Tips from the Pro |

Tips from the Pro

In this article, we are going to talk about centeredness of contact. Centeredness of contact refers to our ability to hit the ball with the sweet spot of the club face. No matter how hard you swing, off center contact will not fly the desired distance. In order to work on pure contact with the club face, we will talk about swing height and spine angle.

If the height of your swing changes, what could happen during impact? The club will enter the hitting zone with the wrong approach angle. The club will either strike the ball with the bottom of the club face or enter the turf early. The undesired result of thin (bottom of club face) or heavy (too much turf) shots will create ball flights that usually do not fly the correct distance. For swing height, work on keeping the knee caps on the same plane. The knee joint should not flex or extend from the position in the set up. If the knees slightly rotate through the action of the swing without changing the flex, it is OK. For the average (right handed) golfer, concentrate on the right knee remaining in a consistent position through the swing. If the right leg straightens during the swing, the right hip will rise and lift the torso as well. When the distance from the chest to the ground changes, there has to be a compensation move during the forward swing to correct the swing height.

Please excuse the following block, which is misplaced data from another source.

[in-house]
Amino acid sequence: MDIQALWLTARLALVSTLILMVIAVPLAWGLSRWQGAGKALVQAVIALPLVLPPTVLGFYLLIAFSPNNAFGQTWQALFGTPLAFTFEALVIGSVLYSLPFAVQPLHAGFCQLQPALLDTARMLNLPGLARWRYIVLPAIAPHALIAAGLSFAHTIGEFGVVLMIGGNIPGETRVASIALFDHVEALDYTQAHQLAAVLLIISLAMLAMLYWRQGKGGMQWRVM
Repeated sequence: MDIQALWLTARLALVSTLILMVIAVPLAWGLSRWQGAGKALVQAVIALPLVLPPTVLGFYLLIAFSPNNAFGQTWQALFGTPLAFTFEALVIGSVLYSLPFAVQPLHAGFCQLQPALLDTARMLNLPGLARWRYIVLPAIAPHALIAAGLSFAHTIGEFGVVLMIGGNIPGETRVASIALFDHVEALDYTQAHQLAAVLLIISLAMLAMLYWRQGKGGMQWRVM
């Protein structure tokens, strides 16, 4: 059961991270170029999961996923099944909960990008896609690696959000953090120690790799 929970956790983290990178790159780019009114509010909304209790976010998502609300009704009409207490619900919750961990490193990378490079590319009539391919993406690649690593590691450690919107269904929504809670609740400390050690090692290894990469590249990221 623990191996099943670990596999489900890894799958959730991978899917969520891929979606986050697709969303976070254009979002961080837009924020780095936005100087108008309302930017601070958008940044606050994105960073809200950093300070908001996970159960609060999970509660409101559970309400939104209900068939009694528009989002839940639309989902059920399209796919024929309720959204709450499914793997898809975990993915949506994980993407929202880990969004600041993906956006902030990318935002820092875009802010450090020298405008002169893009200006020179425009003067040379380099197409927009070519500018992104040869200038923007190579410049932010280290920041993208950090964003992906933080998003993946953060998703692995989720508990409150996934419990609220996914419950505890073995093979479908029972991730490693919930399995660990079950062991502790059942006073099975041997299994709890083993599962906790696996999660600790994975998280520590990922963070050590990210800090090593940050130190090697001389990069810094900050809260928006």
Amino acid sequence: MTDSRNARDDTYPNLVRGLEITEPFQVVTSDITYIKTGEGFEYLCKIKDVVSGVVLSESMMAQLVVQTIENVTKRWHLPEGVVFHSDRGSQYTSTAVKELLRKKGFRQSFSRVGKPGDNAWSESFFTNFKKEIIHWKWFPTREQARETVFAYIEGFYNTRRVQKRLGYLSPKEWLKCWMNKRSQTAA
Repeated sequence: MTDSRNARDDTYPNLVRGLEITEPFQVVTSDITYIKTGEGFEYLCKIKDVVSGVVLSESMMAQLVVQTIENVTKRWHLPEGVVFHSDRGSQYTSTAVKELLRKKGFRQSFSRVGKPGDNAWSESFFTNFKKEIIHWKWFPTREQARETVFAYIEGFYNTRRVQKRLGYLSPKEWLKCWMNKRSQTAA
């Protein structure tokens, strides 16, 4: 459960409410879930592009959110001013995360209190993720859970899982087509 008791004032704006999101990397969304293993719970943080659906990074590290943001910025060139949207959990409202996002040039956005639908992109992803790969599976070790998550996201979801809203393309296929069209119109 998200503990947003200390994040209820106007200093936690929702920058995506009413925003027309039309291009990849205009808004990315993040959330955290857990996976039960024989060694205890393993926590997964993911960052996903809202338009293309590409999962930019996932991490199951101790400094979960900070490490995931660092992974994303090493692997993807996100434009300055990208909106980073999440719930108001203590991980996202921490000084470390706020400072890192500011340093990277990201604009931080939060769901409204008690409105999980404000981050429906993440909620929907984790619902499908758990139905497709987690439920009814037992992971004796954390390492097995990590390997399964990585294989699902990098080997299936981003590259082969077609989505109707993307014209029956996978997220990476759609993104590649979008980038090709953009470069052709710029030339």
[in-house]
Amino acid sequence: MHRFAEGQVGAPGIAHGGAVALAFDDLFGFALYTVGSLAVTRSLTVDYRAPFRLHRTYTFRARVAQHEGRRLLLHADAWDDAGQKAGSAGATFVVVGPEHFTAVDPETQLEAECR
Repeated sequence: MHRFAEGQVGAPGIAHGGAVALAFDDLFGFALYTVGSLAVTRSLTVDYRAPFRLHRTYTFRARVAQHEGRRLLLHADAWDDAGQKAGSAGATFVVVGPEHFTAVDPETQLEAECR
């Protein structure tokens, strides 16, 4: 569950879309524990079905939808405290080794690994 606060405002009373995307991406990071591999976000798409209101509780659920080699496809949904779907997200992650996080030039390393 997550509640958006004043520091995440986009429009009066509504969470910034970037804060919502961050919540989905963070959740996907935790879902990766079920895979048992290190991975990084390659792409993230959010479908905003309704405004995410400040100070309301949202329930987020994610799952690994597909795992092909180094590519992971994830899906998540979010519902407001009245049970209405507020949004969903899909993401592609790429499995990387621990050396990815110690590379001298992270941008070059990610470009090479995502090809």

The angle of the spine during the swing will affect the centeredness of contact. If the spine angle changes, the distance from the breast bone to the ball will change. The torso, if correct, should turn around a flat spine as the Earth turns on the Earth’s axis. If the spine straightens vertically, the club will not be able to reach the ball, while if the spine moves toward the ground, the club will enter the turf too early. In your practice routine, work on maintaining your spine angle through the swing. To help maintain your spine angle, try the following drill. Start with a half-swing so there is no extra movement. The goal here is to feel the spine angle remain constant during the half-swing. As the spine angle feels more comfortable, increase the length of the swing. In working this drill, be sure not to swing too far and let the spine angle change. Increase the length of your swing only when your feel you can keep the angle constant.

Have fun with these tips, and be sure to ask the professional at your facility if you have any questions.

Ben Sinclair is a PGA member and golf pro at the Park City Golf Club.

For information on lessons and tee times, please call the golf shop at 615-5800.

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